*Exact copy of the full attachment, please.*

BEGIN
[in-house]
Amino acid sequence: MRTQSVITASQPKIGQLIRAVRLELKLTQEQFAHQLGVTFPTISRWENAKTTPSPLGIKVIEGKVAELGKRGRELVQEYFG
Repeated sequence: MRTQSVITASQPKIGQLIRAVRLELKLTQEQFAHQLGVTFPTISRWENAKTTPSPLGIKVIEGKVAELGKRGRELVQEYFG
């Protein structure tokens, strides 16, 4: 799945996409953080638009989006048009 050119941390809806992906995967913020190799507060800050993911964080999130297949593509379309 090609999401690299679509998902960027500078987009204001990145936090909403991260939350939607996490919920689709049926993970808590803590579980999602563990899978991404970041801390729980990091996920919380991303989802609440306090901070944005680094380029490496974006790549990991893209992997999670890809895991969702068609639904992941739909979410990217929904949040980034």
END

[in-house]
Amino acid sequence: MRTQSVITASQPKIGQLIRAVRLELKLTQEQFAHQLGVTFPTISRWENAKTTPSPLGIKVIEGKVAELGKRGRELVQEYFG
Repeated sequence: MRTQSVITASQPKIGQLIRAVRLELKLTQEQFAHQLGVTFPTISRWENAKTTPSPLGIKVIEGKVAELGKRGRELVQEYFG
């Protein structure tokens, strides 16, 4: 799945996409953080638009989006048009 050119941390809806992906995967913020190799507060800050993911964080999130297949593509379309 090609999401690299679509998902960027500078987009204001990145936090909403991260939350939607996490919920689709049926993970808590803590579980999602563990899978991404970041801390729980990091996920919380991303989802609440306090901070944005680094380029490496974006790549990991893209992997999670890809895991969702068609639904992941739909979410990217929904949040980034």